Influenza and pneumococcal vaccinations are recommended in chronic obstructive pulmonary disease patients to decrease associated risks at all stages. Although the prevalence of chronic obstructive pulmonary disease is high in our country, as previously reported, vaccination rates are low. To assess the vaccination rates of chronic obstructive pulmonary disease patients and factors that may affect these. Multi-centre cross-sectional study. Patients admitted to the chest diseases clinics of six different centres between 1 February 2013 and 1 January 2014 with a pre-diagnosis of Chronic obstructive pulmonary disease according to the Global initiative for chronic obstructive lung disease criteria, who were in a stable condition were included in the study. The survey, which included demographic characteristics, socio-economic status, severity of disease and vaccination information, was first tested on a small patient population before the study. The survey was completed by the investigators after obtaining written informed consent. The average age of the 296 included patients was 66.3±9.3 years and 91.9% were male. Of these, 36.5% had the influenza vaccination and 14.1% had the pneumococcal vaccination. The most common reason for not being vaccinated was 'no recommendation by doctors': 57.2% in the case of influenza vaccinations, and 46.8% in the case of pneumococcal vaccinations. Both vaccination rates were significantly higher in those patients with comorbidities (influenza vaccination pdisease (p>0.05). Vaccination rates were significantly higher in those with a white-collar occupation and higher education level, and who presented to a university hospital (pchronic obstructive pulmonary disease patients. Awareness of the importance of these vaccinations among both doctors and patients needs to be addressed.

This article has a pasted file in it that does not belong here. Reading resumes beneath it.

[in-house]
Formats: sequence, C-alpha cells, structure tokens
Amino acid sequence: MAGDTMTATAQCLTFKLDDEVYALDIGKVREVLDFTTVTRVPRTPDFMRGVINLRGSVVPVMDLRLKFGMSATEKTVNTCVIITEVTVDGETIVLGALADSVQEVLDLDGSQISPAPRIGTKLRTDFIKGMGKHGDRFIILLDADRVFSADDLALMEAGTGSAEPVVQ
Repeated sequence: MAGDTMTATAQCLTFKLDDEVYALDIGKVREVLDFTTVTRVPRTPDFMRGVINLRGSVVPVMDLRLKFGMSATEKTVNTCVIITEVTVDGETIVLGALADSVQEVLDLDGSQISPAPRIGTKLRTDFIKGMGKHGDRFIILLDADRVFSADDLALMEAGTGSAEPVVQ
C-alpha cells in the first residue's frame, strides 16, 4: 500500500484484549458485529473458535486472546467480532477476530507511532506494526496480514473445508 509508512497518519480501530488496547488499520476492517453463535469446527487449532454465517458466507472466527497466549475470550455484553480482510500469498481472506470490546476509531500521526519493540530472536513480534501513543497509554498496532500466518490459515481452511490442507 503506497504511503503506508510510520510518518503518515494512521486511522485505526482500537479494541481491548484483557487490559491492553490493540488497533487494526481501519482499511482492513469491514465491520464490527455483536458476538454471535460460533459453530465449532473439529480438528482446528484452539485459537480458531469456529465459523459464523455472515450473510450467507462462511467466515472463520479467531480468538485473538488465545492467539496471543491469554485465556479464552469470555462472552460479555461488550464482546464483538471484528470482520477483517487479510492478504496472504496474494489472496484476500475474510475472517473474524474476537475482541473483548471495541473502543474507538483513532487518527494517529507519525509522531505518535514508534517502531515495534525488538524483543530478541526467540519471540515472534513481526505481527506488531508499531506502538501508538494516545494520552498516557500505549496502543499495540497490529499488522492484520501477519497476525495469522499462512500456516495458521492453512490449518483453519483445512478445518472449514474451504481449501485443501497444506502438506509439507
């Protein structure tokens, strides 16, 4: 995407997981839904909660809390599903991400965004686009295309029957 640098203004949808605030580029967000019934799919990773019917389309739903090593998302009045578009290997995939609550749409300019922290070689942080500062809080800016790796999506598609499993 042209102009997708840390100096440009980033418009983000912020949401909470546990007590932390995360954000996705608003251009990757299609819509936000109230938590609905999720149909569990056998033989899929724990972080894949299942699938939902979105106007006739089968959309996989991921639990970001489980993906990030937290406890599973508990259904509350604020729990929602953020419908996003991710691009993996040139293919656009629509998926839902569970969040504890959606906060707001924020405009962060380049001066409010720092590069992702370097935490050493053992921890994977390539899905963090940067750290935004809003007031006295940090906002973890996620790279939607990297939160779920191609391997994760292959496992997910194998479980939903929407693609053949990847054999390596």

20. Cross-Protection against Marburg Virus Strains by Using a Live, Attenuated Recombinant Vaccine

    National Research Council Canada - National Science Library

    Daddario-DiCaprio, Kathleen M; Geisbert, Thomas W; Geisbert, Joan B; Stroeher, Ute; Hensley, Lisa E; Grolla, Allen; Fritz, Elizabeth A; Feldmann, Friederike; Feldmann, Heinz; Jones, Steven M

    2006-01-01

    Marburg virus (MARV) has been associated with sporadic episodes of hemorrhagic fever, including a recent highly publicized outbreak in Angola that produced severe disease and significant mortality in infected patients...

  1. Pandemic influenza 1918 H1N1 and 1968 H3N2 DNA vaccines induce cross-reactive immunity in ferrets against infection with viruses drifted for decades

    DEFF Research Database (Denmark)

    Bragstad, Karoline; Martel, Cyril; Thomsen, Joakim S.

    2011-01-01